The Curvilinear Effects of Economic Development on Domestic Terrorism
This paper investigates the relationship between economic development and domestic terrorism. We argue states at intermediate levels of development go through socioeconomic changes that result when traditional economies are replaced by modern economic relations, which may lead to grievances and social mobilizations conducive to terrorism. The effects of economic development should have a curvilinear effect on domestic terrorism. We test our theory using the GTD dataset and find support for our theory. We show that states at intermediate levels of economic development are more prone to domestic terror attacks than the poorest and richest states. Terror events would appear more likely where states fail to provide, or reduce, an economic safety net to mitigate the transformative effects of economic development. Moreover, the results show that states that are highly democratic, and long-enduring, are less prone to domestic terrorism than less democratic states.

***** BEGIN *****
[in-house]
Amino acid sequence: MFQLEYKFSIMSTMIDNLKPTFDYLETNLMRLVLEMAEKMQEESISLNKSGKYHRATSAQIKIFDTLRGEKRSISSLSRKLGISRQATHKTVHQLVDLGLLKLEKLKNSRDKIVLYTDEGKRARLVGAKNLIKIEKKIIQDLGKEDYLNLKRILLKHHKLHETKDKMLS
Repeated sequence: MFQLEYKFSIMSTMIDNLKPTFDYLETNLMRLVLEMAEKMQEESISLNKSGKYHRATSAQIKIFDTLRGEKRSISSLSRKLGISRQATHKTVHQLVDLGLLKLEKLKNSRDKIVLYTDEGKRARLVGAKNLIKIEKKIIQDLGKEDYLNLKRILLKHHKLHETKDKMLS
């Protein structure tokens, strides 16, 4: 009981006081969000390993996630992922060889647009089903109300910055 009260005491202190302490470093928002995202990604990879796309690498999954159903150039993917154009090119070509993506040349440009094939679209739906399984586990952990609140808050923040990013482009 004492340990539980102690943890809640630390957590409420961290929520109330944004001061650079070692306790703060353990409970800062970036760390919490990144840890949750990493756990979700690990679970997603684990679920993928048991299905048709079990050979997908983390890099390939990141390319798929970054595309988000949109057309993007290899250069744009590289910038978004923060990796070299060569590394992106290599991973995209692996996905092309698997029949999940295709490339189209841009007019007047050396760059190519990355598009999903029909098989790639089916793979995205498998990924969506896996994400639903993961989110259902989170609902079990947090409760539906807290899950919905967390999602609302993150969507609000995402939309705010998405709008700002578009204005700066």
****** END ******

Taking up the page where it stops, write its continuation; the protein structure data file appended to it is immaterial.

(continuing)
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Volume (Year): 19 (2013)
Issue (Month): 3 (December)
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